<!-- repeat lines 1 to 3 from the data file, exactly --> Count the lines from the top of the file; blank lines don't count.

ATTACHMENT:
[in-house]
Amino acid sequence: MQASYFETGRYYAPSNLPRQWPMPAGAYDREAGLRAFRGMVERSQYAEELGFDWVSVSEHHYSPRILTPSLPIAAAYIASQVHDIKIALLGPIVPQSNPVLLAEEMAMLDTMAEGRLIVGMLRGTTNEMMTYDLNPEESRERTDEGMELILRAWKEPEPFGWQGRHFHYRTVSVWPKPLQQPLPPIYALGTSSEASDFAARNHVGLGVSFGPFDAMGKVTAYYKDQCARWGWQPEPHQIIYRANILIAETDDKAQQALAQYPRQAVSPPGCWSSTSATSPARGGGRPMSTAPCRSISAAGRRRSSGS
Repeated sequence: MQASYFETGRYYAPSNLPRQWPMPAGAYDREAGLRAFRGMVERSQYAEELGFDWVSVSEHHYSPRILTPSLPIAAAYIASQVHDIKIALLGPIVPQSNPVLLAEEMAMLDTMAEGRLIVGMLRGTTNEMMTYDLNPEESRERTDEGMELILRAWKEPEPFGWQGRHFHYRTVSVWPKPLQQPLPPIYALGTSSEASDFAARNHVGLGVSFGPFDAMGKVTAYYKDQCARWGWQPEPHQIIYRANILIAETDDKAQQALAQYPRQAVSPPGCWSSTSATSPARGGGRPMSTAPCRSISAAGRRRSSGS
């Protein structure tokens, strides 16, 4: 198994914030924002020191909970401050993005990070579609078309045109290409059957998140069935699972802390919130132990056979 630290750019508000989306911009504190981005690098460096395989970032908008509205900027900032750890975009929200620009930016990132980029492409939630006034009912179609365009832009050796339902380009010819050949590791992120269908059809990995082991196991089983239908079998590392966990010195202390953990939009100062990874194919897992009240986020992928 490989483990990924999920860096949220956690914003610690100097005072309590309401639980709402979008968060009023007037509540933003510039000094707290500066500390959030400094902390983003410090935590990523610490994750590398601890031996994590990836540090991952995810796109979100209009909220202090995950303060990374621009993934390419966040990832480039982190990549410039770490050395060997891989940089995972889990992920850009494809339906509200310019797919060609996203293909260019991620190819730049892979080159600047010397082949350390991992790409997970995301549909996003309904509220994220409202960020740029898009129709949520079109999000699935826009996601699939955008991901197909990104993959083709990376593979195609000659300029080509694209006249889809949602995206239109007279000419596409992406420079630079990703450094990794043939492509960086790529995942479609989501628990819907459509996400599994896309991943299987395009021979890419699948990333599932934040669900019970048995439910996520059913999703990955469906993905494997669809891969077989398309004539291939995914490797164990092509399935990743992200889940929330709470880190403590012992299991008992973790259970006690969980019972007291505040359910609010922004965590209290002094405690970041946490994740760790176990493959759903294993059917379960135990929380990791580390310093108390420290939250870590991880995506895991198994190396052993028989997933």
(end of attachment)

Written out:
[in-house]
Amino acid sequence: MQASYFETGRYYAPSNLPRQWPMPAGAYDREAGLRAFRGMVERSQYAEELGFDWVSVSEHHYSPRILTPSLPIAAAYIASQVHDIKIALLGPIVPQSNPVLLAEEMAMLDTMAEGRLIVGMLRGTTNEMMTYDLNPEESRERTDEGMELILRAWKEPEPFGWQGRHFHYRTVSVWPKPLQQPLPPIYALGTSSEASDFAARNHVGLGVSFGPFDAMGKVTAYYKDQCARWGWQPEPHQIIYRANILIAETDDKAQQALAQYPRQAVSPPGCWSSTSATSPARGGGRPMSTAPCRSISAAGRRRSSGS
Repeated sequence: MQASYFETGRYYAPSNLPRQWPMPAGAYDREAGLRAFRGMVERSQYAEELGFDWVSVSEHHYSPRILTPSLPIAAAYIASQVHDIKIALLGPIVPQSNPVLLAEEMAMLDTMAEGRLIVGMLRGTTNEMMTYDLNPEESRERTDEGMELILRAWKEPEPFGWQGRHFHYRTVSVWPKPLQQPLPPIYALGTSSEASDFAARNHVGLGVSFGPFDAMGKVTAYYKDQCARWGWQPEPHQIIYRANILIAETDDKAQQALAQYPRQAVSPPGCWSSTSATSPARGGGRPMSTAPCRSISAAGRRRSSGS